This book will help you understand the unique and ancient Derbyshire dialect and have you talking like a native in no time. The book includes a dictionary to help you develop an altogether new vocabulary, plus a wonderful collection of tales and anecdotes, all chosen to illustrate different aspects of the delightful local dialect.
When I first moved to Derbyshire, almost 40 years ago, I noticed that everyone seemed to be concerned about my health. They would all ask the same question: ‘Y’aw reet?’ (Are you all right?)
Did I look ill? Did I have a medical condition which was not known to me? These worries disappeared when I realised that the question did not require a reply, but was the normal way of greeting someone, regardless of their physical well-being.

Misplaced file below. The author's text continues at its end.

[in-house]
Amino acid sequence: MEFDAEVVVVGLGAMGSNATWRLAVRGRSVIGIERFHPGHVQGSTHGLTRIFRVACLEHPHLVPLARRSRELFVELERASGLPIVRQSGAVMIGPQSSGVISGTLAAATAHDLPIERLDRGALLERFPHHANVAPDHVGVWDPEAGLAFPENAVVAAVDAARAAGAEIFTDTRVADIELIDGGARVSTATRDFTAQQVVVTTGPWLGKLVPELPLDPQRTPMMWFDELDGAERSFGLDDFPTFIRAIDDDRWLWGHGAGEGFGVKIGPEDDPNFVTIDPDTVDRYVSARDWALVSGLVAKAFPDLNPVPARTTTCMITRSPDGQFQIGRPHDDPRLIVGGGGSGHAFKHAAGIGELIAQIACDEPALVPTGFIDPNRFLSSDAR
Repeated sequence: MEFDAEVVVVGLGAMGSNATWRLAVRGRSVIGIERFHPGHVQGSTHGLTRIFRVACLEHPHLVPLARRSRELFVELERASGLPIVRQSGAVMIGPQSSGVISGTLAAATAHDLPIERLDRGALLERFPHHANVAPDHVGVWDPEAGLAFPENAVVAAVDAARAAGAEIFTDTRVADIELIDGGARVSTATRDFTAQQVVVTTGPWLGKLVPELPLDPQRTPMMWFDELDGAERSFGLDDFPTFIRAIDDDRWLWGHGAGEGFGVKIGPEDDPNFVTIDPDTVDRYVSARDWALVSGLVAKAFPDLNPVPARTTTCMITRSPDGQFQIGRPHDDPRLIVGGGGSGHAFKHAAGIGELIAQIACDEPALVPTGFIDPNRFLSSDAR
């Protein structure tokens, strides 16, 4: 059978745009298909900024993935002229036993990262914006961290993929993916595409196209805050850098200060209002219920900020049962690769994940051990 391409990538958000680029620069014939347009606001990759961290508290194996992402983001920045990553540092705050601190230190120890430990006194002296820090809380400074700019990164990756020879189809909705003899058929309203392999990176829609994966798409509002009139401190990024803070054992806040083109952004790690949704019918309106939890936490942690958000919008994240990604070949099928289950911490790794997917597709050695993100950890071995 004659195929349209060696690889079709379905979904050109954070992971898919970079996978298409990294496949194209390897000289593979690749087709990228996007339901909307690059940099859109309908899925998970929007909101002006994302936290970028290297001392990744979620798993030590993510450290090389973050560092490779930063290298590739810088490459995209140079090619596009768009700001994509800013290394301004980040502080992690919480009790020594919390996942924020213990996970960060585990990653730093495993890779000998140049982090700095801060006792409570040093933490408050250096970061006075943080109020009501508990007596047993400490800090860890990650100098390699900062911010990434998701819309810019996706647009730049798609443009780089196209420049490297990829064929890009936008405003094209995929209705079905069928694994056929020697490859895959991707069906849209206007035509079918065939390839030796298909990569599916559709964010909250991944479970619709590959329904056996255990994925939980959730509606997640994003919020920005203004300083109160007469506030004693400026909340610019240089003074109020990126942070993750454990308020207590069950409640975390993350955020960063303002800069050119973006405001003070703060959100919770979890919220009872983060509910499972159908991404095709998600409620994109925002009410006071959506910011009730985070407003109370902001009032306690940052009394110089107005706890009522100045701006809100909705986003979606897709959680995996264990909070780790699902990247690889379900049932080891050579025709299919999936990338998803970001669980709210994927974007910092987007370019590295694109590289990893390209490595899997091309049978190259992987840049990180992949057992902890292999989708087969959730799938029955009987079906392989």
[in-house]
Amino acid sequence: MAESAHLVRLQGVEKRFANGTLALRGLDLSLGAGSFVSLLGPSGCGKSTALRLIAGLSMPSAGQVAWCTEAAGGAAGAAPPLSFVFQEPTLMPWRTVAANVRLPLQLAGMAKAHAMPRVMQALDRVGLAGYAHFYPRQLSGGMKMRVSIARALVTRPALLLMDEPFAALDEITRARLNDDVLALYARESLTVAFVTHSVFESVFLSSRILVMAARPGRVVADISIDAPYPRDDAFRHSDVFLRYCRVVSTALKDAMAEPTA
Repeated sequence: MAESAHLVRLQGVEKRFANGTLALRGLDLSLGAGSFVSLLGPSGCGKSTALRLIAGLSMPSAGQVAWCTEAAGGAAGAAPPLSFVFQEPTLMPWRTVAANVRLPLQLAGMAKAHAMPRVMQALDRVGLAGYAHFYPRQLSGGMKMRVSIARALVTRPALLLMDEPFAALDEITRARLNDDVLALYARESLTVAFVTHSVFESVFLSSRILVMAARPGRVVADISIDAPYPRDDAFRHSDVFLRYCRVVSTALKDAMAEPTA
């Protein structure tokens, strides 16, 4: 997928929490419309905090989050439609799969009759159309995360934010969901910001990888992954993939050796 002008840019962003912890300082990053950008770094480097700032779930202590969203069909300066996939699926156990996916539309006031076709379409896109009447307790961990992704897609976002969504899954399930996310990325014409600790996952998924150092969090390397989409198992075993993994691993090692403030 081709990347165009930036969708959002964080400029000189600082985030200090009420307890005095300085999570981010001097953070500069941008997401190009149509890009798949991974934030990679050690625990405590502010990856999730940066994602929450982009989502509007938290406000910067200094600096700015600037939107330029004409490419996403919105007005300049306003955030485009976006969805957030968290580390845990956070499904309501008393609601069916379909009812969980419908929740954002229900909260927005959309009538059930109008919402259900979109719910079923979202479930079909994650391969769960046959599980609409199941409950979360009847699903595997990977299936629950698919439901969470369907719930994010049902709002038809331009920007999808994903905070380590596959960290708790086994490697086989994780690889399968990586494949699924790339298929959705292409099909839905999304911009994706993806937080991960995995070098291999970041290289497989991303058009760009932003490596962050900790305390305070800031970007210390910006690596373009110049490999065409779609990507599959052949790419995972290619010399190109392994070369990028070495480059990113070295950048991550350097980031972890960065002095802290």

Other questions were equally perplexing. ‘Goin’ Tidza?’ apparently meant ‘Are you going to Tideswell?’ Some might call this way of speaking a symptom of laziness, but the locals would see it as economical. Why insert unnecessary words when meaning can be conveyed without them? Why use a complete place-name when the diminutive will suffice?
But, ‘by gum’, I could understand some phrases because they were identical to those used in Yorkshire, the county of my birth. Although Derbyshire folk have indeed adopted some of the dialect of neighbouring counties, much of their language is unique, not least that which has been evolved by farmers and miners.
The county’s dialect is as characteristic of Derbyshire as its famous hills and dales. Some of that rich verbal heritage is recorded in these pages.
Released: April 2013
Publisher: Bradwell Books
Size: 180 x 110mm
Author: Mike Smith